The Obesity-Stress Cycle

By Brenna Thompson, MS, RD, LD
August 21, 2012


Does your weight cause you anxiety? Do you feel depressed because you are not the same size you were 10, 20, or 30 years ago? For some people, their weight creates feelings of shame, guilt, and depression and all these emotions are a constant stress on them. For others, external stressors cause them to "stress" eat, and has led to an increase in body weight. Regardless of the source of stress that leads to excess weight, there's a lot you can do to conquer it.

Understanding the obesity-stress cycle

Are you like many of my clients who work fulltime and are the main caregiver for children and/or aging parents? You rush around all day taking care of everyone else, skipping breakfast and lunch, and arrive home starving at night, with only enough energy to microwave a, seemingly-healthy, frozen dinner. Now you wonder where these extra 15 pounds came from. But which came first, the stress of daily life or the weight gain?

Being overweight creates internal stress for many people. Researchers from around the world have noted that the risk of developing mood and anxiety disorders increases by approximately 25 percent when people are overweight or obese.¹ Clinically we see many women that are successful in their professional lives, but who are totally stressed out about their inability to lose weight. It's the one area of their lives that they describe as unmanageable. This affects their self-esteem and creates anxiety.

Don't underestimate the negative effects of stress on your body

Many mental health practitioners have also noticed an increase in the number of overweight and obese patients they treat who suffer from Post-Traumatic Stress Disorder (PTSD). Recent research shows that people suffering from PTSD have a 32.6 percent higher rate of obesity.² PTSD is not limited to those coming back from fighting in or living through a war. People who work in a high-stress job, live with an abusive spouse, or have lived through a major traumatic event have also been reported to experience PTSD symptoms.³ These symptoms may include difficulty falling or staying asleep, irritability, difficulty concentrating, depression, feelings of guilt or shame, unexplained aches and pains and ultimately,...weight gain.

Put an end to the obesity-stress cycle

A key strategy to decrease mental and physical stress and lose weight permanently is balanced eating. You might think you are too busy and stressed to eat in balance, but it's time to change your thinking. By providing your body with high-quality protein, carbohydrates and fat every 3-4 hours, you not only rev up your metabolism, but also give your body the ability to make the brain chemicals that combat stress by putting you in a good mood, increasing your self-esteem, and decreasing those uncontrollable cravings for high-sugar carbohydrates!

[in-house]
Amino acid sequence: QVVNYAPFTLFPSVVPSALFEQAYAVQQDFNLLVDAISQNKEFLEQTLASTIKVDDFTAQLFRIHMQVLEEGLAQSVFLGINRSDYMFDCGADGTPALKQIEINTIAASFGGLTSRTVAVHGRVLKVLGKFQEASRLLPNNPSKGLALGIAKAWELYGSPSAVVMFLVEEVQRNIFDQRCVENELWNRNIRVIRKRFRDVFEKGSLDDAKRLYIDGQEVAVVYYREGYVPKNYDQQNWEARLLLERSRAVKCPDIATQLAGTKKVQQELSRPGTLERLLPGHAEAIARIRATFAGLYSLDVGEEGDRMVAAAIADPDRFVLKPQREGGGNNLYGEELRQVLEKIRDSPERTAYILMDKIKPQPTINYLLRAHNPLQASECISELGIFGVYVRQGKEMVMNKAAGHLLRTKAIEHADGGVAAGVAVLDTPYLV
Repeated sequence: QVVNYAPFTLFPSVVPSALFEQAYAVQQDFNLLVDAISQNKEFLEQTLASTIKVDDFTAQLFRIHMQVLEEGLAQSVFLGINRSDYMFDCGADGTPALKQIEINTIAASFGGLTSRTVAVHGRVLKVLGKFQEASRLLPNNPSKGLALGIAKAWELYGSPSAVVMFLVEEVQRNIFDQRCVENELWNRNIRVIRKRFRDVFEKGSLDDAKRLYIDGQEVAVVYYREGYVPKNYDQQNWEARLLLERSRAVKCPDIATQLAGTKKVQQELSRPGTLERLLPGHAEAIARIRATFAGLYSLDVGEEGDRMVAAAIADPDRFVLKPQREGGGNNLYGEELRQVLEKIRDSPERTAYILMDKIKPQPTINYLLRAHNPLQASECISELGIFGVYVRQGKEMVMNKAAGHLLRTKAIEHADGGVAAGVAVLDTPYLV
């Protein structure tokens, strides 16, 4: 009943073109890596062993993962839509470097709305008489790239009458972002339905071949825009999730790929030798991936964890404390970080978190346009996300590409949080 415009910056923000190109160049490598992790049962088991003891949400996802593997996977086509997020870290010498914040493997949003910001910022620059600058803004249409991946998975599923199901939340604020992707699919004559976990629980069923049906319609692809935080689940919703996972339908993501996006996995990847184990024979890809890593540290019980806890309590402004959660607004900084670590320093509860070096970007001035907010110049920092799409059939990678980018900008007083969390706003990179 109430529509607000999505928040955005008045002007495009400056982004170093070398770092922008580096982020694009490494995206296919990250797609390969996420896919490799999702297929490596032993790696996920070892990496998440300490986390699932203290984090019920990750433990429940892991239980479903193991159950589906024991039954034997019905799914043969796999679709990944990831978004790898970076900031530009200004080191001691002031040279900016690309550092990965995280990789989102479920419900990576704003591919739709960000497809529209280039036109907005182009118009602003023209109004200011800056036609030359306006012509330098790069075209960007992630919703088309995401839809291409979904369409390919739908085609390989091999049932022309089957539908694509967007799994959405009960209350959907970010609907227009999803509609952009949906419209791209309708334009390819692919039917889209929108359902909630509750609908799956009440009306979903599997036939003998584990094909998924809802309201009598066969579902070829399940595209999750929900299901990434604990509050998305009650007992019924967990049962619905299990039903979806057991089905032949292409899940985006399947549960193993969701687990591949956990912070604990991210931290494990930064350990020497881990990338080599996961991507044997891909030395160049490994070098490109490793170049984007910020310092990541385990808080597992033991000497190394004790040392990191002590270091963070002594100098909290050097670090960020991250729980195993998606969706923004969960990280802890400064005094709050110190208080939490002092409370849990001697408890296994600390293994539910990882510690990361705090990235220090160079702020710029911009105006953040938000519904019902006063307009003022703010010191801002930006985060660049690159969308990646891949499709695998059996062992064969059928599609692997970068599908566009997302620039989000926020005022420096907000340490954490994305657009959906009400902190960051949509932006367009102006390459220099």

Eat a balanced breakfast to decrease your internal stress and prepare yourself to handle any external stresses that the day may bring. Instead of cereal with skim milk, create a balanced meal of eggs or nitrate-free sausage, veggies sautéed in butter, and half a banana. This type of breakfast will keep your blood sugar levels even and prevent you from grabbing a doughnut in the office lounge. If your hectic schedule keeps you from preparing meals, use the salad bar at your local grocery store to build a balanced lunch or quick supper. Fill your plate with veggies and dark leafy greens, then add some sliced chicken and drizzle on olive oil with vinegar for dressing.

For extra help with cravings...

Chronic stress causes the body to release stress hormones and insulin. Together, these hormones increase food-seeking behavior and may stimulate cravings, especially for unhealthy carbohydrates such as pastries, crackers, candy, soda and more. Improving your diet is the first step towards reducing stress, ending cravings and losing weight. If you feel you need additional help to end your cravings and manage stress, try Crave Control Plus, a supplement designed by our founder, Darlene Kvist, to help people kick their love affair with diet soda and processed carbs.

The next time you find yourself stressed about your weight or being stressed out by your boss, reach for a balanced snack instead of a brownie. You will find it easier to think through the situation and you'll keep yourself on the right track towards a healthy weight.

For more information on the topic of stress, listen our podcast: Using Food to Manage Stress.

1 Scott KM, McGeeMA, Wells JE, Oakley Browne MA. Obesity and Mental Disorders in the adult General Population. Journal of Pychosomatic Research. 2008 Jan; 64(1):97-105.
2 Lisa K. Diamond. Links Between Obesity and Mental Health. March 1, 2010.
3 Fernandez ID, Su H, Winters PC, Liang H. Association of workplace chronic and acute stressors with employee weight status: data from worksites in turmoil. Journal of Occupational Environmental Medicine. 2010 Jan; 52 Suppl 1:S34-41.

About the author

Brenna loves nutrition and its life-changing effects. With an active lifestyle, she knows firsthand how to use the power of good nutrition to stay energized. She is a registered dietitian and licensed dietitian through the Minnesota Board of Dietetics and Nutrition. She received her B.S. in dietetics from Minnesota State University, Mankato, and completed her dietetic internship at West Virginia University Hospital, Morgantown. Brenna also received a M.S. in applied nutrition, with an emphasis on education, from Northeastern University. She worked as a clinical and wellness dietitian for the Phoebe Putney Memorial Health System in Albany, Georgia.

View all posts by Brenna Thompson, MS, RD, LD

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